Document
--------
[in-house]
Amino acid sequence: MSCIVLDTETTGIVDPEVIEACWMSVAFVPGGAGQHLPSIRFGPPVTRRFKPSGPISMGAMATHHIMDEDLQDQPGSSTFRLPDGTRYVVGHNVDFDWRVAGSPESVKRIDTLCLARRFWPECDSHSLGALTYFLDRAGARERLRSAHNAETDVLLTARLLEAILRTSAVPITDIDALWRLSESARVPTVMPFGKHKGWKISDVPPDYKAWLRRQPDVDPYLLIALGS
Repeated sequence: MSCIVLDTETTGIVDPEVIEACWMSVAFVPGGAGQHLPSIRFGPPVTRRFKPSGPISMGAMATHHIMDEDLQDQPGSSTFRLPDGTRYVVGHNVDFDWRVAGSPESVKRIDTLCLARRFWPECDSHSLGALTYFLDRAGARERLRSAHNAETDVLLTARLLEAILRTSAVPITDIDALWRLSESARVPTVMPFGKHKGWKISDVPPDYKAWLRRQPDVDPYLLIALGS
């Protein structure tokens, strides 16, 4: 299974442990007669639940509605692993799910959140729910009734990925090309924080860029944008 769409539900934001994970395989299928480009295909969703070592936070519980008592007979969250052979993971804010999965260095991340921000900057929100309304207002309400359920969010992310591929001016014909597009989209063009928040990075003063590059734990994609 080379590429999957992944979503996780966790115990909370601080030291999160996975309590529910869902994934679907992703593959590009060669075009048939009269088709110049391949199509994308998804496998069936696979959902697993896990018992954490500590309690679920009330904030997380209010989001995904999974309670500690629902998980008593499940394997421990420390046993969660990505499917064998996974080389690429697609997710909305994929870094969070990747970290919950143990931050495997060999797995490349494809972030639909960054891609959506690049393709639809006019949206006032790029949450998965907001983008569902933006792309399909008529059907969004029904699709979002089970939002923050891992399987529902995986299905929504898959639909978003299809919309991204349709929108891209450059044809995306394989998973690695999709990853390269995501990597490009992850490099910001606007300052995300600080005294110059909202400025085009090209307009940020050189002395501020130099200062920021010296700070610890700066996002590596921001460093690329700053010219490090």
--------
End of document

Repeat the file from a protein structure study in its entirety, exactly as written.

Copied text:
[in-house]
Amino acid sequence: MSCIVLDTETTGIVDPEVIEACWMSVAFVPGGAGQHLPSIRFGPPVTRRFKPSGPISMGAMATHHIMDEDLQDQPGSSTFRLPDGTRYVVGHNVDFDWRVAGSPESVKRIDTLCLARRFWPECDSHSLGALTYFLDRAGARERLRSAHNAETDVLLTARLLEAILRTSAVPITDIDALWRLSESARVPTVMPFGKHKGWKISDVPPDYKAWLRRQPDVDPYLLIALGS
Repeated sequence: MSCIVLDTETTGIVDPEVIEACWMSVAFVPGGAGQHLPSIRFGPPVTRRFKPSGPISMGAMATHHIMDEDLQDQPGSSTFRLPDGTRYVVGHNVDFDWRVAGSPESVKRIDTLCLARRFWPECDSHSLGALTYFLDRAGARERLRSAHNAETDVLLTARLLEAILRTSAVPITDIDALWRLSESARVPTVMPFGKHKGWKISDVPPDYKAWLRRQPDVDPYLLIALGS
């Protein structure tokens, strides 16, 4: 299974442990007669639940509605692993799910959140729910009734990925090309924080860029944008 769409539900934001994970395989299928480009295909969703070592936070519980008592007979969250052979993971804010999965260095991340921000900057929100309304207002309400359920969010992310591929001016014909597009989209063009928040990075003063590059734990994609 080379590429999957992944979503996780966790115990909370601080030291999160996975309590529910869902994934679907992703593959590009060669075009048939009269088709110049391949199509994308998804496998069936696979959902697993896990018992954490500590309690679920009330904030997380209010989001995904999974309670500690629902998980008593499940394997421990420390046993969660990505499917064998996974080389690429697609997710909305994929870094969070990747970290919950143990931050495997060999797995490349494809972030639909960054891609959506690049393709639809006019949206006032790029949450998965907001983008569902933006792309399909008529059907969004029904699709979002089970939002923050891992399987529902995986299905929504898959639909978003299809919309991204349709929108891209450059044809995306394989998973690695999709990853390269995501990597490009992850490099910001606007300052995300600080005294110059909202400025085009090209307009940020050189002395501020130099200062920021010296700070610890700066996002590596921001460093690329700053010219490090």